As music teachers, we know that student creativity is an essential element in a comprehensive music education. But how do we teach our students to improvise and compose when we are not sure how to do it ourselves? In this session, participants will enjoy four lively demonstration lessons that include singing, dancing, playing games, and playing instruments. Each lesson reveals a different way to guide students to make creative musical choices within boundaries.

Jennifer Wassemiller
Knocking Down Walls and Building Bridges: Community in the Classroom
The only difference between a classroom and a party is the choice in being there! Even with the inherent joy that comes with making music the Kodály way, we all have students that are hard to reach. How are we, as Kodály educators, working to draw in our students that struggle to engage in classroom activities and relate to their peers when they do not see themselves in our curriculum choices? This session will share how strategies from “The Art of Gathering: How We Meet and Why It Matters” can be incorporated into the Kodály classroom and build upon culturally relevant teaching practices to bridge that gap and foster community. By viewing our lessons through a facilitation lens that helps to fuse relationships and foster anticipation, our students will leave feeling both awed and honored when they leave music class.

Nichole Witman
Creative Kodály: Techniques to Get Your Students Creating
The Kodály approach masterfully prepares our students to learn concepts such as rhythm and melodic literacy, but how can we prepare our students to be composers and creators of music? Application of knowledge through creative tasks is the pinnacle of Bloom’s Taxonomy. This session will use movement, games and children’s literature as a jumping off point to get students to become creative and independent musicians. Several composition and creative projects will be shared that build confidence and independence in the creative process.

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Rachel Gibson
Living Traditions: Songs and Singing Games from Spain
Come sing, play, move, and experience joy with children’s music traditions from Spain. Participants will actively engage in repertoire that the presenter recently learned from teachers, families, and children while living in the Andalucía and Extremadura regions. The activities allow for musical play and movement, incorporate improvisation, and foster community. Field videos will be shared to demonstrate the songs in authentic contexts. ¡Ven a cantar y jugar! Come sing and play!

Anne Laskey, Gail Needleman
Building Bridges through Listening: Primary Sources in the Music Classroom
As Kodály-inspired teachers, we know that folk song can build bridges to connect our students to the breadth of human experience, across cultures and eras. In this session we will explore ways that cultural and musical literacy can intertwine through the use of primary sources in the music classroom. We will treat the singers of historical field recordings as culture bearers, and explore how cultural and historical values can be communicated through song, serving as a valuable antidote to the increasingly fast pace of change in our lives. We will share songs from different communities in the Eastern states, which we have discovered through our current grant from the Library of Congress: “Folk Songs of the Eastern United States: Providing Primary Sources for K-12 Educators.” We will also introduce the LOC’s Teaching with Primary Sources website, where teachers can explore Library of Congress primary sources and classroom materials, and can share resources they have created based on primary sources. And we will learn the singing game “This is the Way You Build a Bridge”-recorded in Florida in 1939!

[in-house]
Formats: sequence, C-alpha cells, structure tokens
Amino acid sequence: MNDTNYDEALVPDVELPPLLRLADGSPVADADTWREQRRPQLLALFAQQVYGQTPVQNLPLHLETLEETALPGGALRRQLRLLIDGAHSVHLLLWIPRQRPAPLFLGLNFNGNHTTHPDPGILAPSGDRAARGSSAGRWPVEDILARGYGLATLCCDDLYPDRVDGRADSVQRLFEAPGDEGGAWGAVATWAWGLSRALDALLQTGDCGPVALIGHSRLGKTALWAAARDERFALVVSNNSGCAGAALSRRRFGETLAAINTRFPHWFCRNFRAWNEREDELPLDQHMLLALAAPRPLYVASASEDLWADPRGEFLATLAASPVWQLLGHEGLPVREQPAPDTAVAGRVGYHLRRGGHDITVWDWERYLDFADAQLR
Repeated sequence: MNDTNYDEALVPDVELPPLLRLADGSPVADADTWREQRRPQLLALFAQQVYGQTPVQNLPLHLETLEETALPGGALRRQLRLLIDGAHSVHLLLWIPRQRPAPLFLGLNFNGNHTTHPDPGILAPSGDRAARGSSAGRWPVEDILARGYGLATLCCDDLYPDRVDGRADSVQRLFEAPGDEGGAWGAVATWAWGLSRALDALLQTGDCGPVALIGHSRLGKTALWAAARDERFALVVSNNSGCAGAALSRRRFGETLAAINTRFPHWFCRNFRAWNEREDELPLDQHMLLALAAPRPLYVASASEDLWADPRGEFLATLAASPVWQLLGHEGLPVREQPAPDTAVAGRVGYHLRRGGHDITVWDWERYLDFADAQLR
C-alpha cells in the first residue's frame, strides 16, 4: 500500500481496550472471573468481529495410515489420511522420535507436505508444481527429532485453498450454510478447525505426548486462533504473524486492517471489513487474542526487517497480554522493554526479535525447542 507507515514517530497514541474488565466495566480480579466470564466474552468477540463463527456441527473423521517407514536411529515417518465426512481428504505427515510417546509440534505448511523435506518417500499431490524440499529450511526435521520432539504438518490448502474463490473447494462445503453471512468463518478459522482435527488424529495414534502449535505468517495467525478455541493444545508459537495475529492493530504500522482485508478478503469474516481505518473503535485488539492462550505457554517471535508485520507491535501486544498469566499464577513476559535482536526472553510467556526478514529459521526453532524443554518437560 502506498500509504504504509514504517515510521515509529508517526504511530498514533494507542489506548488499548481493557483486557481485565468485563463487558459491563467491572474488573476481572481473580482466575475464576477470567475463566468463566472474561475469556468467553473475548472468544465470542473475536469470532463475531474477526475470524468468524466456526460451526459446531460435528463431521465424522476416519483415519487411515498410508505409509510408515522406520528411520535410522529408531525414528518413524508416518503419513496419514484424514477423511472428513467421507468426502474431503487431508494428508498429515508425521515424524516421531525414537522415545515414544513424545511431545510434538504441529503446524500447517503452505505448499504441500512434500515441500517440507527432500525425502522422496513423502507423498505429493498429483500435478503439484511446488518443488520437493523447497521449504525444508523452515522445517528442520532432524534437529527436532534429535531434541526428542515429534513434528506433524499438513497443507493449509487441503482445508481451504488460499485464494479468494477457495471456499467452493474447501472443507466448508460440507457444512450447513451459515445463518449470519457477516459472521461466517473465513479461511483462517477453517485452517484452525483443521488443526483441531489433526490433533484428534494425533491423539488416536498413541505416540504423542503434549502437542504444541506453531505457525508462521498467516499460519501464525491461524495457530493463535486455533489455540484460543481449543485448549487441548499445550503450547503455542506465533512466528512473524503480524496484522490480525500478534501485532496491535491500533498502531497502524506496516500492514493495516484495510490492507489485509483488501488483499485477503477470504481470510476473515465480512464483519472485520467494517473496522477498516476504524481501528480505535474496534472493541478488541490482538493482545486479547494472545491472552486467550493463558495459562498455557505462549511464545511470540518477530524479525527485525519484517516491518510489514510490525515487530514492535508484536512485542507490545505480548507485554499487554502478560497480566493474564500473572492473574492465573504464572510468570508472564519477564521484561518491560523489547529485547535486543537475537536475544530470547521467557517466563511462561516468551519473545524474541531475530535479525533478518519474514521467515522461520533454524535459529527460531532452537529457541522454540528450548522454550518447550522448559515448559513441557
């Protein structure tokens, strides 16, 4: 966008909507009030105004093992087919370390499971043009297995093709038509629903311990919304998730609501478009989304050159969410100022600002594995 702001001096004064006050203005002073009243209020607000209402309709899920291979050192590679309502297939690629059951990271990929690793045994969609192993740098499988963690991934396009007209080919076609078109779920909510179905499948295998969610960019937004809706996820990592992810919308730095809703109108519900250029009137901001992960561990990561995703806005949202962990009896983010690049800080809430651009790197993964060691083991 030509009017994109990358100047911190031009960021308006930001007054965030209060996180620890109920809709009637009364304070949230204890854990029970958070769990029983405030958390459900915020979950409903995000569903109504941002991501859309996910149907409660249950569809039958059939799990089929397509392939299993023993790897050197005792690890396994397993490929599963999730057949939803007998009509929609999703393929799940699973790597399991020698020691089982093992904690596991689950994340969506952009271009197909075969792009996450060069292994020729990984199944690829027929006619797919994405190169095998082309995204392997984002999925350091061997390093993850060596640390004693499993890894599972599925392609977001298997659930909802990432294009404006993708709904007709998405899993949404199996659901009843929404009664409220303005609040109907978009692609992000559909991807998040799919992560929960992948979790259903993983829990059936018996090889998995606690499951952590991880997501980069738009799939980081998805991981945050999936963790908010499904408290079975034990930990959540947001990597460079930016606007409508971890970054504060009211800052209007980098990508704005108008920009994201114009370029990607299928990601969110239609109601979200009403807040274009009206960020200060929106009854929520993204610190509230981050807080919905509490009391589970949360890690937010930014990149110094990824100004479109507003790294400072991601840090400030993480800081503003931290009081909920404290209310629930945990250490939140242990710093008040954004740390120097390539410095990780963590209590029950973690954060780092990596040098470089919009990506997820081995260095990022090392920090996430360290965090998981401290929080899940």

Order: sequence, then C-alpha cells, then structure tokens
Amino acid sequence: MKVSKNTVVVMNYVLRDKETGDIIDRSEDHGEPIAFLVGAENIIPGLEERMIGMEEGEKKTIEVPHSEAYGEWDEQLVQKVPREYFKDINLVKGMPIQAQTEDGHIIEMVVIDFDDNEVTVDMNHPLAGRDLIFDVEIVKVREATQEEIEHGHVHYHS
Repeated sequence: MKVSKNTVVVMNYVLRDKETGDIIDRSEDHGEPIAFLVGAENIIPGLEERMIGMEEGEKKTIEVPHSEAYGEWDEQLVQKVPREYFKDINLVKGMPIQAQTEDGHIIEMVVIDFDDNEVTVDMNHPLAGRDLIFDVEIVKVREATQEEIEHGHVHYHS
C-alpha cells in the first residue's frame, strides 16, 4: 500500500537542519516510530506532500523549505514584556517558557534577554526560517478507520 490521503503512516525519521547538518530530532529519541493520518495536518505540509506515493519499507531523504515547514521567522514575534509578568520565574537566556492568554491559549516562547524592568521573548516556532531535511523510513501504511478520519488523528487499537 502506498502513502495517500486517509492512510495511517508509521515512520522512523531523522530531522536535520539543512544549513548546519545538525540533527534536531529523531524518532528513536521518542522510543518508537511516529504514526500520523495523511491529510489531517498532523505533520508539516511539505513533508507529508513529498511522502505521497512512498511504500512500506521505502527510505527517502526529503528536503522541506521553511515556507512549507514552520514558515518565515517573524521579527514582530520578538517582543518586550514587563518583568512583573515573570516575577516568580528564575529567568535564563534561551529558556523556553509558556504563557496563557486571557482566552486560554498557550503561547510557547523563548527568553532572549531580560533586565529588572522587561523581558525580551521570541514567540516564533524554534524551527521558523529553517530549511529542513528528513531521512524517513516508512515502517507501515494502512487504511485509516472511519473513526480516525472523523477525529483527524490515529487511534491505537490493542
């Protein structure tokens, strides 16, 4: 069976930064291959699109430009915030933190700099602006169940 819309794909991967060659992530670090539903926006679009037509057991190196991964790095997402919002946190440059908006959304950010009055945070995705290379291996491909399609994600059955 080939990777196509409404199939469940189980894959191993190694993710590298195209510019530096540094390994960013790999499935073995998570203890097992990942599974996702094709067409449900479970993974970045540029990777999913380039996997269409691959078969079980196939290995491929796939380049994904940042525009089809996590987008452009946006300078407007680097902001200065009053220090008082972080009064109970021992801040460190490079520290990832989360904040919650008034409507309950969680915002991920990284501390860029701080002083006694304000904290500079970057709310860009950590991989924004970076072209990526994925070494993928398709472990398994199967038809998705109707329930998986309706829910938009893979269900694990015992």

Joan Litman
Candles on the Rooftop: A Celebration of Cultural Context
The days of teaching global music without any cultural context are over! The participants in this workshop will experience five songs while exploring lively ways to engage students in exciting and lasting cultural connection. Strategies will include rethinking maps, creating song museums, dramatic play, and a gentle introduction to potentially sensitive topics. Making personal connections with culture bearers will wrap up our time together.

Juanda Marshall
Make “My” Culture Matter
Some of the moments we treasure as teachers is when our students “light up” with interest and pride. Students want to know that they matter, that they are valued. This session will address effective strategies to present cultural activities in ways that engage students and that help to develop empathy. Some of the highlights will include: My perspective as a culture-bearer; aligning Kodály activities; and resources, materials, worksheets, and games for offline and online activities.

Jana Martin
The Music of My Hawaii: Songs, Ukulele, and Cultural Context
Being the third generation born and raised on the island of Kauai, my musical upbringing includes a mix of my Japanese heritage and Hawaiian culture. This session will explore the varied styles of Hawaiian musical traditions through songs, ukulele arrangements, cultural context, and by examining the idea of “What is traditional folk music?” Songs for all ages will be presented, along with pedagogical connections.

Gabriela Montoya-Stier
The Many Lives of Don Gato
Please join me as we explore the many variants of this wonderful folk song Don Gato. Our musical journey will include discussions on cultural appropriation, field recordings, ethnomusicologists, musical analysis, and geographical and historical background. We will end the session by singing some of the variants covered in this presentation.

Louise Pascale, Colleen Casey-Nelson
Afghan Children’s Songs: Restoring Culture